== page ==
Terrific progress in such a short time! This is going to be a great, and good looking, driver -- it's good to see another Veloce saved from the depths of garage queen hell. I'm slowly starting the restoration of my #2 Veloce (owned since '76, but off the road since '78) by sending the chrome out for rework (while the shops are still in business here on the E. Coast -- never know when the EPA will kill them all). Next year I'll finally start the gruesome bodywork slog . Till then, ...
Oh, one minor comment. I'm pretty sure that the yellow decal on the brake fluid reservoir was used on the smaller OD can for the drum brake Giulia / Giuliettas. The disk brake reservoir had a blue Girling decal (which is available from Moss as an MGA part).
Have fun, and keep the pix coming!
The engine is in, 95 % hooked up. A few wires and such. So, I started to look at the seats. First the adjusting bolts were frozen beyond recovering. So I stated taking the seats apart in order to repair/replace the bolts to adjust the seat back angle.
First picture is what you will find if you remove all the covering. Yes, they were rusty beyond compare ! Why paint something you are going to cover up ? I was able to grind out the rusty bolt/nut and will make a replacement one after all the other work on the seat frames is finished.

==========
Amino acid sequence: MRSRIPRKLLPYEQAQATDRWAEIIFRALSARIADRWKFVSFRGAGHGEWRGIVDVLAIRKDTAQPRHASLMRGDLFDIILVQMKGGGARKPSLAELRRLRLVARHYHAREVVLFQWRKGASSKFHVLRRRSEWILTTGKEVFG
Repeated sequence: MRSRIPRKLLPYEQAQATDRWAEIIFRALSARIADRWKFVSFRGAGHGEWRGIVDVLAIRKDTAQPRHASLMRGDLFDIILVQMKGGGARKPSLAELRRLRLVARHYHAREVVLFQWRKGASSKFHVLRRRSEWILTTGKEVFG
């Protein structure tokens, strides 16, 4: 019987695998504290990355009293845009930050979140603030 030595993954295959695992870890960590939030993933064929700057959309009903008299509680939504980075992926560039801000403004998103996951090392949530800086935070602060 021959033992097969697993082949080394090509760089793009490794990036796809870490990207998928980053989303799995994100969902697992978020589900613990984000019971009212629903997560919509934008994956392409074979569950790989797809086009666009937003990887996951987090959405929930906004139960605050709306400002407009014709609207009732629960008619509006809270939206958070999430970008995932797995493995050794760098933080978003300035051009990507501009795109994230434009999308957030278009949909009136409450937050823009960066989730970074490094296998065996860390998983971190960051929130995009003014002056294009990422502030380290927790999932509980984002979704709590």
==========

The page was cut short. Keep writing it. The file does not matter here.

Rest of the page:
I plan on spinning the engine over until I get oil pressure,check for leaks, then I will fire her up and see if she runs,then I will add water/antifreeze mix and check for leaks.
You are so blessed to have seats this solid. Most are Swiss cheese that I have seen from rusting through. Have these bead blasted, expoxy primered and painted black before reinstalling. They will stand the test of time.
A follow up on the seats. The first picture is where I cut out the frozen adjusters. Second one shows what the adjusters looked like and the repair part. Third is what you need to get to make things work. I used 5/16 X 18 stainless bolts with allen head. The other part is called a connector nut. You can attach the "new" part by brazing, welding or pop rivits. The last picture show the seat with new wood, as thge old stuff was completely shot.
while you are at it Pat, take a look at the seat pans. The seat pans tend to break from people stretching against the back of the seat, putting undo stress on the area just below the hinges. Look for cracks or stress marks. You might want to reinforce this area if you notice anything.